The 14 year old is marching through the living room again on her way to the kitchen. Sometimes I wonder if I can afford to feed her. With 4-5 hours per day of soccer, she is constantly hungry. I continue to sit in the living room, opening the mail. Voila! In the mail is my pre-paid college statement. Beyond the cost of tuition, the statement gets me thinking of what I will spend on my 14 year old’s meals. I have yet to purchase a meal plan for her college, and I’m keeping my fingers crossed that she gets some kind of scholarship.
Educationdata.org is a great place to scare educate yourself about the growing costs of college. From the website, I learned that the average cost of in-state tuition at a four year institution is $25,396 while a private university costs on average $53,102 per academic year. Are you getting the picture? Your parents almost went broke educating you. Don’t let that be your destiny.
College Savings Section 529 Account
One option for college savings is a pre-paid college statement. In these plans, earnings and withdrawals are free from federal taxes if used for qualified higher education expenses. A Section 529 Account beneficiary can be anyone: a child, a grandchild, a niece or nephew, a friend or even the contributor. The beneficiary may also be changed without tax consequences to another member of the beneficiary’s family and is available for 30 years after high school graduation! Also, the parent maintains control of the assets and decides when the money will be spent.
In addition, the plans allow you to make contributions of up to $15,000 a year ($30,000 for married couples) without gift-tax consequences. Furthermore, up to $75,000 ($150,000 for married couples) can be contributed at one time by accelerating five years’ worth of investments. Beyond that, anyone can contribute to your child’s 529 savings plan. So instead of Aunt Bertha buying another life sized stuffed animal, let her know how to contribute to the 529.
Lastly, certain student loan expenses and apprenticeship programs can be paid for by 529 assets. The Section 529 Account can be used for most higher education including college, graduate and post-graduate study and technical training. Tuition, room and board, books and certain other fees and expenses are all qualified higher education expenses at an eligible educational institution.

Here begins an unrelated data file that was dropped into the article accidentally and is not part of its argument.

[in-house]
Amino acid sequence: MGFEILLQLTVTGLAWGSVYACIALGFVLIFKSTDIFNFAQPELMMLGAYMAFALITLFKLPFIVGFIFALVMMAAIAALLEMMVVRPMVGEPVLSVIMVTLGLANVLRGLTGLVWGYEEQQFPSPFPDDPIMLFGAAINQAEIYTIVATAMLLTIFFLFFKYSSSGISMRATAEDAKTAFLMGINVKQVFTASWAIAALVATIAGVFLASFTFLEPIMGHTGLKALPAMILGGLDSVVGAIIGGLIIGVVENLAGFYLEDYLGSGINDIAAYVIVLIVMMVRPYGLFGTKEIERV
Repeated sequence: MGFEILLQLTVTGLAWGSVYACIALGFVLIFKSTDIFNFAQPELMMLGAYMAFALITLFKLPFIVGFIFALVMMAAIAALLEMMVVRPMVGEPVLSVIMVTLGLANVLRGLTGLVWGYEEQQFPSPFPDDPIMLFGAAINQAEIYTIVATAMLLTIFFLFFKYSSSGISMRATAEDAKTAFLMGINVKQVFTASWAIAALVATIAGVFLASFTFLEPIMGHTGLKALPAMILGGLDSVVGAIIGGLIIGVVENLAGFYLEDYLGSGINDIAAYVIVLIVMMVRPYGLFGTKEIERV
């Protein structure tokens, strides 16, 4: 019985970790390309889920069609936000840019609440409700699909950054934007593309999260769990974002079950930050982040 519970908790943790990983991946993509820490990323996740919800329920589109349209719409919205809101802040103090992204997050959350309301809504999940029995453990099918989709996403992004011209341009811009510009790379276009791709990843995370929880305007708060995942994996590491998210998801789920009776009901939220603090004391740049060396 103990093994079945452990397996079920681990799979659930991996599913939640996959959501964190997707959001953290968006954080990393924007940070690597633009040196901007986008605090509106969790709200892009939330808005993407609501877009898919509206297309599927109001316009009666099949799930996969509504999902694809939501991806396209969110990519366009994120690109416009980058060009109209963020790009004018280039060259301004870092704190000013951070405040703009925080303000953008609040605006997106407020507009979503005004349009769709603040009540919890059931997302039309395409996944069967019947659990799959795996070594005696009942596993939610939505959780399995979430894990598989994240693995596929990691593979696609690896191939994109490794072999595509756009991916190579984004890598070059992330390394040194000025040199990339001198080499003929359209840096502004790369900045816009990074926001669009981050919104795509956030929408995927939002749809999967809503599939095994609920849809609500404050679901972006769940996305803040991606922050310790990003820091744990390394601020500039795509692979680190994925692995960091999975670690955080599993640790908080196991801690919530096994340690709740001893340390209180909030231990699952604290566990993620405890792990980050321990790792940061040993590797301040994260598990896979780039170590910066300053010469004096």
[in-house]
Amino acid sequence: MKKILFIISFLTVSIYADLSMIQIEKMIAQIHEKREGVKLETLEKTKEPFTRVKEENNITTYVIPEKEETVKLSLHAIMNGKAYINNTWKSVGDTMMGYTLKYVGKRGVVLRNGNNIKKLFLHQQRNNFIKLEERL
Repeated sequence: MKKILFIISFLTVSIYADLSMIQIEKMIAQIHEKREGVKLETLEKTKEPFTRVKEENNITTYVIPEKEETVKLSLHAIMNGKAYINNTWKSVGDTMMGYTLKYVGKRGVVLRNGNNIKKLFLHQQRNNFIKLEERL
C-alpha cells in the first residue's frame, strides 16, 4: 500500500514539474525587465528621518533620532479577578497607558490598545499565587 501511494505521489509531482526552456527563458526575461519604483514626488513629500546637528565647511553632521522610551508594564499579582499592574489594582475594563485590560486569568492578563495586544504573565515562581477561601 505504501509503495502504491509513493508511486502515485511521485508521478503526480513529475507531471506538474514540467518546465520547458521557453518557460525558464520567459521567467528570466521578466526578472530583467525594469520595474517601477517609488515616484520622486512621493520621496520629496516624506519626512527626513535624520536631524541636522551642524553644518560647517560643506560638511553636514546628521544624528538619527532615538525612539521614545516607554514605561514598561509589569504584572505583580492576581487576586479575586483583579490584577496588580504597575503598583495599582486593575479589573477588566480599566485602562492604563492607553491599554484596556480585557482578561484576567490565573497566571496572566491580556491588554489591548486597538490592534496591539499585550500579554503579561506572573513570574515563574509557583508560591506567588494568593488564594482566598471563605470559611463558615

Both the Uniform Transfers to Minors Act (UTMA) and the Universal Gifts to Minors Act (UGMA) accounts allow you to transfer financial assets to a minor without establishing a trust. UGMA and UTMA accounts are both custodial accounts, held in the name of the minor, but controlled by a parent or other relative until the child reaches the age of majority in your state. UGMA and UTMA accounts allow parents to save money and invest, as they maintain full control of the account until their child is an adult.
I’m not a huge fan of these types of accounts since you have to turn over the assets to the child at age 18 or 21 in most states. To me, this means Little Johnny could impress his girlfriend by purchasing that brand new BMW he saw last week once the funds are in his name. Not my ideal situation. In addition, there are taxes associated with earnings over certain amounts that can impact financial aid.
Coverdell Education Savings Accounts
Beyond a 529 plan, Coverdell ESAs, help you save for your precious little one(s)’s future education expenses. Similar to a UGMA/UTMA, the child will control the assets when they become an adult. Unlike a 529, the Coverdell assets must be used by the time the account owner turns 30. Another difference is that people of all income levels cannot contribute to a Coverdell Education Savings Account.
Should I Wait to Invest
All of the above plans have so many ins and outs, it’s hard to express them all in one blog, so be sure to research all of them as well as other alternatives, in detail. The most important rule: Don’t wait. Whatever your child’s age, the time to prepare for college expenses is now. Talk with your financial advisor today.
Content in this material is for general information only and not intended to provide specific advice or recommendations for any individual. No strategy assures success or protects against loss. Investing involves risk including loss of principal.
Prior to investing in a 529 Plan investors should consider whether the investor’s or designated beneficiary’s home state offers any state tax or other state benefits such as financial aid, scholarship funds, and protection from creditors that are only available for investments in such state’s qualified tuition program. Withdrawals used for qualified expenses are federally tax free. Tax treatment at the state level may vary. Please consult with your tax advisor before investing.